Robust feedback control of negative imaginary systems: From foundations to benchmark applications

Lead Research Organisation: University of Manchester
Department Name: Electrical and Electronic Engineering

Abstract

The emerging theory of negative imaginary systems is attracting increasing interest amongst control systems researchers because it captures a wide range of practical problems. Negative imaginary dynamics often arise as a simple fundamental consequence of Newton's second law of motion. Often control systems performance can be significantly improved, despite demanding robustness requirements and difficult dynamics, by directly exploiting system properties. The study of negative imaginary systems can lead to potential improvements in several engineering fields including areas of advanced technology such as nano-positioning systems, control of multi-agent dynamical systems, distributed network control, mechatronics and robotics among others.

This work will develop new results in the theory of negative imaginary systems. These results will underpin controller design methods and controller tuning guidelines for this class of systems. The developed methodologies will be applied to several specific benchmark applications and case studies. Wide dissemination of the advantages of the negative imaginary concepts will be a key aspect of this work.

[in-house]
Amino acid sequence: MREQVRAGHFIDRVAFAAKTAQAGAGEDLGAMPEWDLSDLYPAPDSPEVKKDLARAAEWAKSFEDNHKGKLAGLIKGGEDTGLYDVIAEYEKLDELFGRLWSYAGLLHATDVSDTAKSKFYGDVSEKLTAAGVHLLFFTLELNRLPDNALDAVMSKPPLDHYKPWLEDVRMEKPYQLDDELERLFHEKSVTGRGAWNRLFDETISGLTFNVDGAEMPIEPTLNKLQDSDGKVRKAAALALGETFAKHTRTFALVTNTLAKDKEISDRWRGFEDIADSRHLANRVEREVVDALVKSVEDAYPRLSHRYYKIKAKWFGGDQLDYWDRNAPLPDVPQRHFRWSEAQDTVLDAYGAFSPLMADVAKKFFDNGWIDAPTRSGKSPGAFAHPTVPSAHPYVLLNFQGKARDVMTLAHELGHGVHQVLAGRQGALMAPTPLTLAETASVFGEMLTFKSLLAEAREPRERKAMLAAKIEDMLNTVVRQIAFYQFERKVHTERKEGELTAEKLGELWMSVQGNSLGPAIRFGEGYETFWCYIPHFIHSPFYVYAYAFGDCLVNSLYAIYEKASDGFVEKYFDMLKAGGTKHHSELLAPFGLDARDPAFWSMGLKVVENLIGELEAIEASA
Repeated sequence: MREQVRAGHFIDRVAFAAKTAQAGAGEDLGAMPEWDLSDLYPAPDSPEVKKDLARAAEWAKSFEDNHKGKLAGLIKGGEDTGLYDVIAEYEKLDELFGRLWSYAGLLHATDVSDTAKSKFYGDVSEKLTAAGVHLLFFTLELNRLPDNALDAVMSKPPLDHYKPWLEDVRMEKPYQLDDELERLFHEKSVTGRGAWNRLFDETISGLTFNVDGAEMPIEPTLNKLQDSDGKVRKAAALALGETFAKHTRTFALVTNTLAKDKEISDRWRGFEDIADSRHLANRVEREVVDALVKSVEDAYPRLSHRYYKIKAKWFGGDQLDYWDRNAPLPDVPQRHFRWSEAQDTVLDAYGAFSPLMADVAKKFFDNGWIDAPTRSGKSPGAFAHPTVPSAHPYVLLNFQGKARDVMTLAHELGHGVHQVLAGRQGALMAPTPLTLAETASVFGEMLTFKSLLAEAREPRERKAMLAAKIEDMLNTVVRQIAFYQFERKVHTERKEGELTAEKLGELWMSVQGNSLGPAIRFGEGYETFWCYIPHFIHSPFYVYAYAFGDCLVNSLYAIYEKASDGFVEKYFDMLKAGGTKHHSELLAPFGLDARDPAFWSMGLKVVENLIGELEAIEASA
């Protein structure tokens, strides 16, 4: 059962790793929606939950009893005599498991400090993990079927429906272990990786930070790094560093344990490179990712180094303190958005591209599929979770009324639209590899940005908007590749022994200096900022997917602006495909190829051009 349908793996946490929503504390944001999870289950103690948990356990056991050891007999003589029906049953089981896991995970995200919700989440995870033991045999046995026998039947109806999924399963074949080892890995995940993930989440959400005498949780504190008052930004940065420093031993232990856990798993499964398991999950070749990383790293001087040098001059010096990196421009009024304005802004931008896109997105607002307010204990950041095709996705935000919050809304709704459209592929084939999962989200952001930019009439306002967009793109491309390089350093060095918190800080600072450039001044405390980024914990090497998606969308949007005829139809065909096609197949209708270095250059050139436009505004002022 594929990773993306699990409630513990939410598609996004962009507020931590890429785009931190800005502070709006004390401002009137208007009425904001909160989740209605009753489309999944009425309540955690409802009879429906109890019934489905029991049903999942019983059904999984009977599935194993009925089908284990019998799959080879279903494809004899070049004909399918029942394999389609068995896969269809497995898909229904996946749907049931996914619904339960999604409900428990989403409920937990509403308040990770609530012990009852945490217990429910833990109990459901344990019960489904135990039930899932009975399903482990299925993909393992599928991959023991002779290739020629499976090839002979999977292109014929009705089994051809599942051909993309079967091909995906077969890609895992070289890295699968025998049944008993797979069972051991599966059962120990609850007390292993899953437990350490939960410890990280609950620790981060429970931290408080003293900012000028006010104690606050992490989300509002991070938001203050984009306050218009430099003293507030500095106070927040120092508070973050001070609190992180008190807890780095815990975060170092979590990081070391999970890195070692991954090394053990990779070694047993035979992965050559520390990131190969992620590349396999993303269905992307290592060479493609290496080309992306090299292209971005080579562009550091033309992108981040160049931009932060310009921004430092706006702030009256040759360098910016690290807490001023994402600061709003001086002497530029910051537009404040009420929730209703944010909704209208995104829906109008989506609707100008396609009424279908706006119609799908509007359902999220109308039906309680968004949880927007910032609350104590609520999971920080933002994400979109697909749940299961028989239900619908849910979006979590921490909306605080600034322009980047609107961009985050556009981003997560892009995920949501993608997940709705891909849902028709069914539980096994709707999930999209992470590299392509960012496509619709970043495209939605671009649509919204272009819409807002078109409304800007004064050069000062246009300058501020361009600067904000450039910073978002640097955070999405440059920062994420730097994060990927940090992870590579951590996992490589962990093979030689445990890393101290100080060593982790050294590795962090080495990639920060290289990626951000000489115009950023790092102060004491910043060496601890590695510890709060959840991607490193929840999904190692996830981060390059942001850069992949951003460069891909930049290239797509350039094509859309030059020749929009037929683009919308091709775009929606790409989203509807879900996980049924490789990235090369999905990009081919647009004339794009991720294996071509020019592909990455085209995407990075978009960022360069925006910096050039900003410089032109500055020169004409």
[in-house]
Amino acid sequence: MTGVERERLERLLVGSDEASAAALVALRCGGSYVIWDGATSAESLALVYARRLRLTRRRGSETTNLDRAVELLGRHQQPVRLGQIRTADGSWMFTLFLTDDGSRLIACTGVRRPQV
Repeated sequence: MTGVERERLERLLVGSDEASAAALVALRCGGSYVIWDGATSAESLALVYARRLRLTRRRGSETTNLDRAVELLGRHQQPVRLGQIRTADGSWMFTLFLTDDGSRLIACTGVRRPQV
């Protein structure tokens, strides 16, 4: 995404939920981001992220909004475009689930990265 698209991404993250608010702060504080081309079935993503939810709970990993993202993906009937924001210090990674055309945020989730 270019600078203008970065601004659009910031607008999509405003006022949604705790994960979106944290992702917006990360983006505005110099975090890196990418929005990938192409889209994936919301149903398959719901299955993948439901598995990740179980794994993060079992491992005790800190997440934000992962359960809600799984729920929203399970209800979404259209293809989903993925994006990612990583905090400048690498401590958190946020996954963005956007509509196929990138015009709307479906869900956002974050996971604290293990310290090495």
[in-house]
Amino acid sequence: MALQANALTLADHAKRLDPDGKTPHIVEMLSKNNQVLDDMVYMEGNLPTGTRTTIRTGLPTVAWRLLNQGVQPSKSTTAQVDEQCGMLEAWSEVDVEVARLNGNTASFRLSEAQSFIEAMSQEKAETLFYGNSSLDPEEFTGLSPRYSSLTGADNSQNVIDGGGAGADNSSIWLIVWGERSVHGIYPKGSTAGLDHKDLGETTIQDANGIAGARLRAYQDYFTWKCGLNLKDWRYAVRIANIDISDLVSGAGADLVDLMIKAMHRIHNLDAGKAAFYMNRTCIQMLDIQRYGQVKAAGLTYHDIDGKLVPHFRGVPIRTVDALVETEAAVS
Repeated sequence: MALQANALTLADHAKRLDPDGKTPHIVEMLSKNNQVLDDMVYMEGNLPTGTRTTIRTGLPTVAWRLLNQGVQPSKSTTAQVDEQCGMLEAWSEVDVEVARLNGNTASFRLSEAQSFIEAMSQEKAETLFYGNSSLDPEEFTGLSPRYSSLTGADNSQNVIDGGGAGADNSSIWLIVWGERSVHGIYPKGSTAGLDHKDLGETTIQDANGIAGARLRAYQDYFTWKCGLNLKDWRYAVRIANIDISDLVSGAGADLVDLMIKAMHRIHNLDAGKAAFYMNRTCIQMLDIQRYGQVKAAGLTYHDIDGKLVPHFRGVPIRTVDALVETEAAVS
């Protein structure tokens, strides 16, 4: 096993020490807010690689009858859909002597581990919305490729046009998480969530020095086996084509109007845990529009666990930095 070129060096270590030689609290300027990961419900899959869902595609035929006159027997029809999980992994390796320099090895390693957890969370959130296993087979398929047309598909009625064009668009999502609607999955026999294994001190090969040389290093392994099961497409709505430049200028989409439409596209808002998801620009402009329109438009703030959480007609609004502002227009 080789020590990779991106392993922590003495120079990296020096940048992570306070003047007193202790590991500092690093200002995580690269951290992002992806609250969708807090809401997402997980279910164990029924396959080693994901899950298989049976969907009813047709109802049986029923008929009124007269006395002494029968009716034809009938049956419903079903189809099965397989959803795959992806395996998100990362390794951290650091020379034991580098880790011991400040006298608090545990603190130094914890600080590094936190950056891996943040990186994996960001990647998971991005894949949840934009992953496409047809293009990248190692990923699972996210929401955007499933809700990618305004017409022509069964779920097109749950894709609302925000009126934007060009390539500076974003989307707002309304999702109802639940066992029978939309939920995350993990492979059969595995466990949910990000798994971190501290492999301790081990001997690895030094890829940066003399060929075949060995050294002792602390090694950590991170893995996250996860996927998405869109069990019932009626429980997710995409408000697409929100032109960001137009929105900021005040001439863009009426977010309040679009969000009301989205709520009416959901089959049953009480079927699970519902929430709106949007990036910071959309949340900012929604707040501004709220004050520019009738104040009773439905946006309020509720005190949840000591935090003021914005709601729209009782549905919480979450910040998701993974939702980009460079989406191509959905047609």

Planned Impact

The proposed research will be most beneficial to industries that rely on precision mechatronic motion control systems, active vibration suppression systems and multi-agent distributed motion control systems. The unifying thread across these seemingly disparate engineering fields is the underlying negative imaginary dynamics that arises in each of these fields from fundamental Newtonian laws of motion. The proposed research fills important gaps that have been identified in negative imaginary systems theory to develop control systems design methodologies that will be demonstrated on five distinct benchmark case studies from the aforementioned engineering fields. High value industries in the UK that rely on the above technologies include the semiconductor industry which relies on precision mechatronic control of wafer stages in Integrated Circuit manufacture, the nano-technology industry which relies on nano-resolution positional control to achieve fine precise movements in physical processes such as nano-litography, nano-patterning or nano-manipulation through advanced instruments such as atomic force microscopes, the aerial drones industry that relies on vibration suppression to provide useful sensor feeds for surveillance, and the robotics and autonomous systems industry that exploits swarm behaviours to form sensor networks or vehicle platoons in multi-agent dynamical interconnected systems technologies.

Publications

10 25 50